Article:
PAYDAY loan bosses have pledged a major review of how they handle the accounts of deceased customers after a Hampshire grandad was relentlessly pursued for thousands of pounds of cash after his death.

As exclusively reported by the Daily Echo on Monday, Ian Jordan racked up more than £20,000 worth of debt to over a dozen firms over the course of a year before killing himself.

But his family later discovered more than 1,000 text messages on his phone from payday loan firms and were forced to remove the SIM card to prevent them coming.

Now one of the companies pursuing him, PayDay Express, has promised to overhaul how it handles dead customers’ arrears in the wake of the tragedy.

They admitted the family had alerted them of his death but the company had failed to receive vital documents verifying it.

The new move comes after Mr Jordan’s family demanded authorities do more to halt the number of cash-strapped people failing into the debt trap following his inquest.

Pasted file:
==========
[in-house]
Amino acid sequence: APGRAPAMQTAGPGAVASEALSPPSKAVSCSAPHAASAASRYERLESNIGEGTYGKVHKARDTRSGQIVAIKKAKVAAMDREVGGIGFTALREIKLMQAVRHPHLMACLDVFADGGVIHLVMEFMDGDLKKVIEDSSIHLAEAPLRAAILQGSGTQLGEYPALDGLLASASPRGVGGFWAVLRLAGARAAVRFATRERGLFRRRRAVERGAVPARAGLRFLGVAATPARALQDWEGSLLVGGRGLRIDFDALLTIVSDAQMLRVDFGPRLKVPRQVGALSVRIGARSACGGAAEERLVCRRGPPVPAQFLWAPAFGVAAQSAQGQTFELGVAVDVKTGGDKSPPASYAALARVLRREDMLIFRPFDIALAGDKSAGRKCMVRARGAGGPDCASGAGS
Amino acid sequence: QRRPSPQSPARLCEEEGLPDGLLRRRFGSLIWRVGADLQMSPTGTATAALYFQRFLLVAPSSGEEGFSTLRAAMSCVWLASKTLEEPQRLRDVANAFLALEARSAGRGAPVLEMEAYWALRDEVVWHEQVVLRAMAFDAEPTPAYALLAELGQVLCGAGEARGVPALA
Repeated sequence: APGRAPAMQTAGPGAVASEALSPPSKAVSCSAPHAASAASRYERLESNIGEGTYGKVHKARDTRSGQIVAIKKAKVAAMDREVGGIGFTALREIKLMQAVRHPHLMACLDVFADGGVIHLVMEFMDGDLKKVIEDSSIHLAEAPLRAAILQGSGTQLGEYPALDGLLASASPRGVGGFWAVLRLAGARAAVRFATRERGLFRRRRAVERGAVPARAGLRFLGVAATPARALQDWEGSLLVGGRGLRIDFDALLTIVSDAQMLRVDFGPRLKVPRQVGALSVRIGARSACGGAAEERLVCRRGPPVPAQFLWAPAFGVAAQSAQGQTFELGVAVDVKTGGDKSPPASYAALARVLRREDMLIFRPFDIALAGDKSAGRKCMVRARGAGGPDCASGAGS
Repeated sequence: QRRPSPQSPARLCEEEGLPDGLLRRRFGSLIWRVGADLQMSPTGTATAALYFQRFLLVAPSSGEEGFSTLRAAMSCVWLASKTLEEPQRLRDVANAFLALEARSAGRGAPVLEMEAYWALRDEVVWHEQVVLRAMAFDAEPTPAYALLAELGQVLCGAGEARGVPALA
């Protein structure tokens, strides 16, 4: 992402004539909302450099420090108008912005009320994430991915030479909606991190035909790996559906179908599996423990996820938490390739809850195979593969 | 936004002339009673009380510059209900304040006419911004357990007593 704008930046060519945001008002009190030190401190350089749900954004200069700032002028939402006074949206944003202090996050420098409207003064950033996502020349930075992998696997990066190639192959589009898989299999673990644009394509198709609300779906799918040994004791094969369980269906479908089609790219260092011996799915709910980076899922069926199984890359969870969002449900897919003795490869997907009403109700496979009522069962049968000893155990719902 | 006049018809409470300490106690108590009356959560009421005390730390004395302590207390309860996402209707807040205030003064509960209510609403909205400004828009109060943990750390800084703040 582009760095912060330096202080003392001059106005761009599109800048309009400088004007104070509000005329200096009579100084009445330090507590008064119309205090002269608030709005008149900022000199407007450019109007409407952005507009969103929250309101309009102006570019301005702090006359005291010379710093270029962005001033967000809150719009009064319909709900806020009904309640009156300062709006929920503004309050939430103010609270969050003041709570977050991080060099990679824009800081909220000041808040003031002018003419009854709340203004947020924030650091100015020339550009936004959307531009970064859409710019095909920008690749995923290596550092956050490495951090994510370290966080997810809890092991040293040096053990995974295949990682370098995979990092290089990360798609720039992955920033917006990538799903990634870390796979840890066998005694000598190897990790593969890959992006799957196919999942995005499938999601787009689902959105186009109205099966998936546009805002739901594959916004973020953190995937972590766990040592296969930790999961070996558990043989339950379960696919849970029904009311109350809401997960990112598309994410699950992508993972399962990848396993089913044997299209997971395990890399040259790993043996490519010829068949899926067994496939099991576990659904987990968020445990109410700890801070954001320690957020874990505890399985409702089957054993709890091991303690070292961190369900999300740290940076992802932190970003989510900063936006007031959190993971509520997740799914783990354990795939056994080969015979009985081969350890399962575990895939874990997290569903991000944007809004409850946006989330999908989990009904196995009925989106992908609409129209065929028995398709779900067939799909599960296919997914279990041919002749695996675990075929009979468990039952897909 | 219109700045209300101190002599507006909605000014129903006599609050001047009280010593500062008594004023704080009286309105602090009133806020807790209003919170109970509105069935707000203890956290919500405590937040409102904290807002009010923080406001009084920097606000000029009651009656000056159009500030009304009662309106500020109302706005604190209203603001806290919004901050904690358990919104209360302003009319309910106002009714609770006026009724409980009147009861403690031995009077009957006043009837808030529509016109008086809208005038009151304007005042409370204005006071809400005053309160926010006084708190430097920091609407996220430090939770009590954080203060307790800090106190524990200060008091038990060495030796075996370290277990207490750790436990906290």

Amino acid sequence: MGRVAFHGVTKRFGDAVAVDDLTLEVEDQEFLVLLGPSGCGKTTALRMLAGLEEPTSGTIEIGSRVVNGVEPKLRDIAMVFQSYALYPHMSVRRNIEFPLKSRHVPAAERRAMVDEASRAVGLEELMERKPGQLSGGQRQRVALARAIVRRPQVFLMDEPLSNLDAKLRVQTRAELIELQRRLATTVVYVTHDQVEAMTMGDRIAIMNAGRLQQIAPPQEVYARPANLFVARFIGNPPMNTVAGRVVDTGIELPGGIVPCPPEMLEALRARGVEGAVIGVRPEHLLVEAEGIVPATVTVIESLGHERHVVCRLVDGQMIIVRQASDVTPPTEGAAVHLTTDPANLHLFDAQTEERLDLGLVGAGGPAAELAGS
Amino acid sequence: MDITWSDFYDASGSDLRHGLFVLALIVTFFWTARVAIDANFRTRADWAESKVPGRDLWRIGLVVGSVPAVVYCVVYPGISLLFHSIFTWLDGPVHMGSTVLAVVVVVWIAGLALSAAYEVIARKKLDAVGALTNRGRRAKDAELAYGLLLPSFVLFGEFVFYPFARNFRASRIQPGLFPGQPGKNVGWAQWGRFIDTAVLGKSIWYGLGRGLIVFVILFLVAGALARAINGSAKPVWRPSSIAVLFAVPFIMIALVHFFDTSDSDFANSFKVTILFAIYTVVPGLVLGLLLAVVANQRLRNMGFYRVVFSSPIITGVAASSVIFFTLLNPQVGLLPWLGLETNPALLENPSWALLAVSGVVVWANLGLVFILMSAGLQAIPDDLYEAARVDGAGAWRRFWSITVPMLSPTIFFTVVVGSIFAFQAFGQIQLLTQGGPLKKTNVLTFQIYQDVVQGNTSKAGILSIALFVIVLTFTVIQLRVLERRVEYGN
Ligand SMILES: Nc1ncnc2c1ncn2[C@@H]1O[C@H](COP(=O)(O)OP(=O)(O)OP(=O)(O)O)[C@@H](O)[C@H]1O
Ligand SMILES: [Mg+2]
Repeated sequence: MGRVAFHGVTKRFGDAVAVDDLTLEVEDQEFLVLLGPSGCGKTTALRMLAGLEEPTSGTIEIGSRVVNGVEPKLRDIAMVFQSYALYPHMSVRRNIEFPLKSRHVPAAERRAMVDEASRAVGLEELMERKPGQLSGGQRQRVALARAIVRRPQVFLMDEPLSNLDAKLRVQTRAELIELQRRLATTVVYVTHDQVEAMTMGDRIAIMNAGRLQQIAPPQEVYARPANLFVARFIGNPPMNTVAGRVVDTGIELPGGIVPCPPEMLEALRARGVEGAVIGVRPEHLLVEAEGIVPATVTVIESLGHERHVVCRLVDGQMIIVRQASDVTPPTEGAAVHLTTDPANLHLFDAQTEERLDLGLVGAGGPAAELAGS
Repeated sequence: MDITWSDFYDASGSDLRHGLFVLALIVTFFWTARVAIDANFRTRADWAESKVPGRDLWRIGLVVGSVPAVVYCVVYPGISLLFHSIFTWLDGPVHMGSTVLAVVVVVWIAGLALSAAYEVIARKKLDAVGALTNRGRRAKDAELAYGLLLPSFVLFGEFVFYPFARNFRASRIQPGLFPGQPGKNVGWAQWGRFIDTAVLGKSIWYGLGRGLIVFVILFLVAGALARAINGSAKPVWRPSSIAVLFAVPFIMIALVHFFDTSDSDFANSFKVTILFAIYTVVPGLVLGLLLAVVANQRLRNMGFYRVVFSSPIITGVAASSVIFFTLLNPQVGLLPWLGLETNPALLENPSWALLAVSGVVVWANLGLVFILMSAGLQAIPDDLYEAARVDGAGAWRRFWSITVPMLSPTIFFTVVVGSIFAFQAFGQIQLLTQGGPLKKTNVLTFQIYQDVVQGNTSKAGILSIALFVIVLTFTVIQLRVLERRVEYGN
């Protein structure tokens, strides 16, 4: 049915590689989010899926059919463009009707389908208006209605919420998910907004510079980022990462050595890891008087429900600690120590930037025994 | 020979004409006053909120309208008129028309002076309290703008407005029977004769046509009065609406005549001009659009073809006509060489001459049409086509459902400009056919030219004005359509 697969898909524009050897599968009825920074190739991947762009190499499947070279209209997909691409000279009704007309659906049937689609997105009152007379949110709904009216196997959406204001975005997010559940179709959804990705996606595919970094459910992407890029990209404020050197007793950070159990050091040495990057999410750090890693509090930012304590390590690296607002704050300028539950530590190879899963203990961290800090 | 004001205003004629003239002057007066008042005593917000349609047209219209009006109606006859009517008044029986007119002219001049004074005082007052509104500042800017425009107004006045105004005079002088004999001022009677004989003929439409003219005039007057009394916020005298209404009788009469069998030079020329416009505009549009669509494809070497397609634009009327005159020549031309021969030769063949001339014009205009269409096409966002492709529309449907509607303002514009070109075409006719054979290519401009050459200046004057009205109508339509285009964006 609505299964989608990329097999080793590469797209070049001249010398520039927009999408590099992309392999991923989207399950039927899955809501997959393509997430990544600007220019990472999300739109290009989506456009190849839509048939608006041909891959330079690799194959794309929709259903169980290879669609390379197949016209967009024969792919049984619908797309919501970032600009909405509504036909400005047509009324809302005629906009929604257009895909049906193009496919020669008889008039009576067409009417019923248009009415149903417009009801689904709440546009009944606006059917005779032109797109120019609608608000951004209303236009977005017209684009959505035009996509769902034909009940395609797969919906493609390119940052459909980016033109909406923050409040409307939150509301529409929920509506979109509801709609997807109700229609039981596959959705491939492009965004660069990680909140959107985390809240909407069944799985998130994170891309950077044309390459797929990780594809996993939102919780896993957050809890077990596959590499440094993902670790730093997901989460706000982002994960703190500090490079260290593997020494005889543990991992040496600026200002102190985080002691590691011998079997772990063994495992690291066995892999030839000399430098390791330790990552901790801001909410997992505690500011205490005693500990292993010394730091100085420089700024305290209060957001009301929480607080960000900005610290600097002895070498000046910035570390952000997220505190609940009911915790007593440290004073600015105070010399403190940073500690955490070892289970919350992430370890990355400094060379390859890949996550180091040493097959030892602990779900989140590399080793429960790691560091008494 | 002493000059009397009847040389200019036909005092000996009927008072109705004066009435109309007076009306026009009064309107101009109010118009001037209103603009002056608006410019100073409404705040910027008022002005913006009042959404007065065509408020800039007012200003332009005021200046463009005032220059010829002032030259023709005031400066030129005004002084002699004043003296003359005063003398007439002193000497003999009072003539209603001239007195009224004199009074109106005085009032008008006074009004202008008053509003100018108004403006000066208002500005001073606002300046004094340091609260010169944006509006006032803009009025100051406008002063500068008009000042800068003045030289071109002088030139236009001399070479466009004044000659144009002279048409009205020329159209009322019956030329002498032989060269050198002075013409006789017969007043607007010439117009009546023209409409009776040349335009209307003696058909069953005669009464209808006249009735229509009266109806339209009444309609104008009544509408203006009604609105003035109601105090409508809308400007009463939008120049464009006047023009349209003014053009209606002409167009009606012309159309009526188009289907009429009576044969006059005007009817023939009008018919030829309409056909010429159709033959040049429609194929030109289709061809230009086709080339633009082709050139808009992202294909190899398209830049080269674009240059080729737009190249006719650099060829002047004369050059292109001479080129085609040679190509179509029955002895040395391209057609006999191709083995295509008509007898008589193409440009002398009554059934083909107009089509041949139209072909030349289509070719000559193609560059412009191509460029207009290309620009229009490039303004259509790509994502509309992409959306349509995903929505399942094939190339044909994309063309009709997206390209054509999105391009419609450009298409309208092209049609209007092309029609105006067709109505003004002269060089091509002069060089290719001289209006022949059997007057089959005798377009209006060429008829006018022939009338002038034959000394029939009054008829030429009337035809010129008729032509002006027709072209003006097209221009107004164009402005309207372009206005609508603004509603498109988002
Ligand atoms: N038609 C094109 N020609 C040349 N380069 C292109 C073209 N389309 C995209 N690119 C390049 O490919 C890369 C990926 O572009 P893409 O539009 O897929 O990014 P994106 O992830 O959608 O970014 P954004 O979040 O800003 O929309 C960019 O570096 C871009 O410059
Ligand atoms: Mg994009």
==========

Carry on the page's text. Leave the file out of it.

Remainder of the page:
Southampton Coroner's Court heard how the body of Mr Jordan, 60, was found at his home in Tickner Close, Botley, last November, a week after he was seen by anyone. He had taken an overdose.

In one case the grandad – who had not worked for years due to poor health – was being charged more than 5,000 per cent per year interest for the cash he had borrowed.

After the inquest his daughter Samantha Carr told how the firms were still sending her father text messages concerning his debt after he died.

She said: “They all tried to bully him into paying. Not one of them said sorry.”

A spokesman for PayDay Express told the Daily Echo that Mr Jordan had taken out two loans of “some hundred pounds”.

They said: “His unfortunate death was reported to the company in November and, as is standard practice, a death certificate was requested, receipt of which would have meant the closing of his account.

“That certificate was never received nor did anyone make further contact with us with either further information or complaint.

“However, we will examine our practices to see how such circumstances are best verified without further upsetting next of kin and extend our condolences and apologies to his family.”

Pay day loan firm Peachy refused to confirm or deny that Mr Jordan was a customer.

But a spokeswoman said that debts were normally written off when families provide proof of death.

She said: “These sad circumstances highlight the need for payday loan companies to share data to ensure that individuals don’t fall into debt.”